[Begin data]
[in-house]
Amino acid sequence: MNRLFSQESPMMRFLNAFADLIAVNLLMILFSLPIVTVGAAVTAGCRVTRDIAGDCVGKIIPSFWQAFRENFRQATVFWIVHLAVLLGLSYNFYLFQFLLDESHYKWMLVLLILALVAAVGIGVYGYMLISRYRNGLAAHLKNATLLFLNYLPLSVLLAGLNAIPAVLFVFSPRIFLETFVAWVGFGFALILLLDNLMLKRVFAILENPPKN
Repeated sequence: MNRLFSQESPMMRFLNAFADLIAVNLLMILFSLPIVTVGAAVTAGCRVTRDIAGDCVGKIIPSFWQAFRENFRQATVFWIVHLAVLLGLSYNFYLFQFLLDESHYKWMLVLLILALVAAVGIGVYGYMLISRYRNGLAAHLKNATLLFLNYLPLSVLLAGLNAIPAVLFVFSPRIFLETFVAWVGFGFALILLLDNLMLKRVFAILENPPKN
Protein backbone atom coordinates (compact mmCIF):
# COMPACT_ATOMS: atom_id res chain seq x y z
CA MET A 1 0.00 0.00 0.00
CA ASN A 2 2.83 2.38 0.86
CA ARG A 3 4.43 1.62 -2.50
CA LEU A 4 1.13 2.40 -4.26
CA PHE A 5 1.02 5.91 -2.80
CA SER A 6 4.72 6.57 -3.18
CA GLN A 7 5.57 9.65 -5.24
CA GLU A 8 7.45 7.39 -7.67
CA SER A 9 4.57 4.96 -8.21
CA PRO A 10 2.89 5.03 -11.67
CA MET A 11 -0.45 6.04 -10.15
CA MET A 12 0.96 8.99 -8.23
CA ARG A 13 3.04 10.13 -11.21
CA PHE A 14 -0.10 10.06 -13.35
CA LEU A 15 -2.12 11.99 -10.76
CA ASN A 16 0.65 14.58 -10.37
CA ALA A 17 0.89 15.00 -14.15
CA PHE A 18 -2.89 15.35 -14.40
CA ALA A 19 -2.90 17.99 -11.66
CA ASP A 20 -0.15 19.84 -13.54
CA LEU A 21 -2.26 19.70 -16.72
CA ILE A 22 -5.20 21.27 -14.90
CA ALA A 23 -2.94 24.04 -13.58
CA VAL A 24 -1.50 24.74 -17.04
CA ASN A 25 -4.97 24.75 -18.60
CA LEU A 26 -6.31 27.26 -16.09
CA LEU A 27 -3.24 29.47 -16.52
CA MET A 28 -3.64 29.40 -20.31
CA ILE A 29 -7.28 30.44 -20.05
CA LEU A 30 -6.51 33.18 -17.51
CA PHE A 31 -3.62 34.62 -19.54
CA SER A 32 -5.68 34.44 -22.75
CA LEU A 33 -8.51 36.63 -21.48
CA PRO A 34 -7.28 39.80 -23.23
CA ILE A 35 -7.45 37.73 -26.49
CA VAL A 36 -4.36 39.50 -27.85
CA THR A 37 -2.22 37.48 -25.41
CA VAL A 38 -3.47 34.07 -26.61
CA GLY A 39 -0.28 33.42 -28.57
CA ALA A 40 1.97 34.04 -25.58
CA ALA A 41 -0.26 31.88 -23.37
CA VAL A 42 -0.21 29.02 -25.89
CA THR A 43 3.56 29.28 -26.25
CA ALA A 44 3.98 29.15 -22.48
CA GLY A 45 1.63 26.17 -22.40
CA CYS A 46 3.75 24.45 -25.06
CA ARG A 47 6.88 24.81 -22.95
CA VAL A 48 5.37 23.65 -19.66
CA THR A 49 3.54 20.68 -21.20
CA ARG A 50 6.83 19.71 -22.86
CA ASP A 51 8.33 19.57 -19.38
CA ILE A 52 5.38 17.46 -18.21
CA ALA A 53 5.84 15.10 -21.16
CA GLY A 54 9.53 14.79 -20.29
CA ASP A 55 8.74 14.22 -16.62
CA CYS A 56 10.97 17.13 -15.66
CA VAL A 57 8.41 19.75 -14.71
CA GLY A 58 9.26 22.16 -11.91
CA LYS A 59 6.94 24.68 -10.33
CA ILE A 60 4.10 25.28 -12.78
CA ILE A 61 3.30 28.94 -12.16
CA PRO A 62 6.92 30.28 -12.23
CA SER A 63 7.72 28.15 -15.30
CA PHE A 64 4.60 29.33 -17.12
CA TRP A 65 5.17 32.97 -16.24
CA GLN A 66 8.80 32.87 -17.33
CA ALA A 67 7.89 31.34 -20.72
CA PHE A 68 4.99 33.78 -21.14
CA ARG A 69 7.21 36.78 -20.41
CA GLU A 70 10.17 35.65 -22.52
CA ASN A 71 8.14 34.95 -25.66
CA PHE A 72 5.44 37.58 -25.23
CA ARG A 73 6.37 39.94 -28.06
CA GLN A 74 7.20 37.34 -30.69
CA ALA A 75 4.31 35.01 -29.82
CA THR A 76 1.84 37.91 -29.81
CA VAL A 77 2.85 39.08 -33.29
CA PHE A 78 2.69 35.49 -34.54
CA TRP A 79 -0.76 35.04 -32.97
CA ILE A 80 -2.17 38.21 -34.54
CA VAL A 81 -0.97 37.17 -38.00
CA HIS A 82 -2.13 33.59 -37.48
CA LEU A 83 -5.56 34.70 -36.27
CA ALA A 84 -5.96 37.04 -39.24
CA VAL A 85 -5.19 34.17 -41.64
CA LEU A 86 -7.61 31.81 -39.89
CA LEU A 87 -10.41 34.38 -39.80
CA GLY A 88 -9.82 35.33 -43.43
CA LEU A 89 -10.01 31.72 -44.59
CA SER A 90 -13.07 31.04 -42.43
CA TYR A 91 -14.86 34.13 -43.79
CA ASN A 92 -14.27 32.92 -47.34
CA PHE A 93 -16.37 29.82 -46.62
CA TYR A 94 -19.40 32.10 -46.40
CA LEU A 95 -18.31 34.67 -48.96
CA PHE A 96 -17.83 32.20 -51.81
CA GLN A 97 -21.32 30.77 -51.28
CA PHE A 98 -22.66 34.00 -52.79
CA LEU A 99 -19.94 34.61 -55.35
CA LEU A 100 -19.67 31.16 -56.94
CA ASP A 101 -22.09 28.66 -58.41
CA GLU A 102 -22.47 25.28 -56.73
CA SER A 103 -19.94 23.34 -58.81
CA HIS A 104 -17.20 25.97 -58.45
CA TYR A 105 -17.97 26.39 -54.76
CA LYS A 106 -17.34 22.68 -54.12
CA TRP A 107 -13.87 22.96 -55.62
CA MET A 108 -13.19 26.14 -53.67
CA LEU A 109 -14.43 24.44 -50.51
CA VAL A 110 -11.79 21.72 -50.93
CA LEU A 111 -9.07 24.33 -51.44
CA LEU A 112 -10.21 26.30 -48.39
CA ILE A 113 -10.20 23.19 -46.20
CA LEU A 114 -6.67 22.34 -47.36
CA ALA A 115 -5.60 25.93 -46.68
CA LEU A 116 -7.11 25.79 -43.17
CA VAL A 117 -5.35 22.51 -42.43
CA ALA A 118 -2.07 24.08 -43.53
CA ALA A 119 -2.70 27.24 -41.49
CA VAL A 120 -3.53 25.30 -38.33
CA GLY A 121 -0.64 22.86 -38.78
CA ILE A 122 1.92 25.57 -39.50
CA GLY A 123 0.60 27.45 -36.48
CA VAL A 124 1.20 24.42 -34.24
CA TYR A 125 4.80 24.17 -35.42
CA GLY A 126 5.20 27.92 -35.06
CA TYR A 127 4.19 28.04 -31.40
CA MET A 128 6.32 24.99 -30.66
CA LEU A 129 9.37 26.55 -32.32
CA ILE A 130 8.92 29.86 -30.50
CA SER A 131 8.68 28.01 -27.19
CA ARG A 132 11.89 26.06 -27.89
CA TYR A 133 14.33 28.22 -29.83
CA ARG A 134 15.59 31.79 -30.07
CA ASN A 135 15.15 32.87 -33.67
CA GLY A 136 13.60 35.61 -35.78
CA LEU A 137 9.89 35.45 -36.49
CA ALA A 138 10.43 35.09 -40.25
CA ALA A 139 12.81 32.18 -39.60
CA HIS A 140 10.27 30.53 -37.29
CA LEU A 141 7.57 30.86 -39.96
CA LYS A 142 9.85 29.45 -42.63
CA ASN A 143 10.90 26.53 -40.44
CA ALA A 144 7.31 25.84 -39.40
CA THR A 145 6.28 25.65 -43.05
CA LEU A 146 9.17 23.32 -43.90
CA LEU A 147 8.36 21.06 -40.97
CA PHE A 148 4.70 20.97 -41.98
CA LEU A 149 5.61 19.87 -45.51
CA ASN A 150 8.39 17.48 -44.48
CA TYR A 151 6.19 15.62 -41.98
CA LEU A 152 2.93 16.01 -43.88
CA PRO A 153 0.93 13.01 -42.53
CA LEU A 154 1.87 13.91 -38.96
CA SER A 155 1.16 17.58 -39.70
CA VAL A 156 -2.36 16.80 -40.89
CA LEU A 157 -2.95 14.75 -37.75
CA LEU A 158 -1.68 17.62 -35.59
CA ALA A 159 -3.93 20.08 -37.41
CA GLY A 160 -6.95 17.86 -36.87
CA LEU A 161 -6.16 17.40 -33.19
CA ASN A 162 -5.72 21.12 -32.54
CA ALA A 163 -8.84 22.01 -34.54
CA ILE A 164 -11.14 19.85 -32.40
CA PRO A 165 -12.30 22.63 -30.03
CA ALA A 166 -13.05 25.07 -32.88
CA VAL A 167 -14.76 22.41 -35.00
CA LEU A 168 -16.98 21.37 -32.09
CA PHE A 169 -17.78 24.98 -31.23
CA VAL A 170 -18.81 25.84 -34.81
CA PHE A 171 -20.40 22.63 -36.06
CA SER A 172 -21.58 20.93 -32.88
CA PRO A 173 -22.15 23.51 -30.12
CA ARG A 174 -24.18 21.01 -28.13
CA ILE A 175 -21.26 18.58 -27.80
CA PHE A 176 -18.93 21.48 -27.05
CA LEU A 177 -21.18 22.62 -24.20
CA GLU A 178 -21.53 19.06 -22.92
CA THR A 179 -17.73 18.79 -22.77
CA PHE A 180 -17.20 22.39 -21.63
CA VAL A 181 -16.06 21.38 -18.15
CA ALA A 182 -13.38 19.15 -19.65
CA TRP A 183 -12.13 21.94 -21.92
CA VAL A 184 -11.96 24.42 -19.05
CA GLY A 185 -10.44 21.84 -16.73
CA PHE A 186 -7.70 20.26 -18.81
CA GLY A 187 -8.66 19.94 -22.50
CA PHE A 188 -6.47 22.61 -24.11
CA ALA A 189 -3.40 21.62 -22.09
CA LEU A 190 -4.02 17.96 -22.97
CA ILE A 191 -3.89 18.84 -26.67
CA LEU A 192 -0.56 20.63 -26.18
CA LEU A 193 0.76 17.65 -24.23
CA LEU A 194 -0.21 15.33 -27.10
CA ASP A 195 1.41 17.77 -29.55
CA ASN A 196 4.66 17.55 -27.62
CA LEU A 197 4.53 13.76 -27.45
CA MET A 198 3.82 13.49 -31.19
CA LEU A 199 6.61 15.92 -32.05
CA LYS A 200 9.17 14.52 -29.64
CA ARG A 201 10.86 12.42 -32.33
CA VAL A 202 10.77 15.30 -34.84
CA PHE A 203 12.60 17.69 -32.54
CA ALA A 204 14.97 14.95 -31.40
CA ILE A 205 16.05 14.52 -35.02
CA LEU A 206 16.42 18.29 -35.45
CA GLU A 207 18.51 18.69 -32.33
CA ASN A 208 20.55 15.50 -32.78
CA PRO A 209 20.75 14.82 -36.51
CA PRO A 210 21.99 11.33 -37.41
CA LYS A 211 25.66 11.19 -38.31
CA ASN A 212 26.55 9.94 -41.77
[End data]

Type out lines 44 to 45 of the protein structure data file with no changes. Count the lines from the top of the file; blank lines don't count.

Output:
CA GLY A 39 -0.28 33.42 -28.57
CA ALA A 40 1.97 34.04 -25.58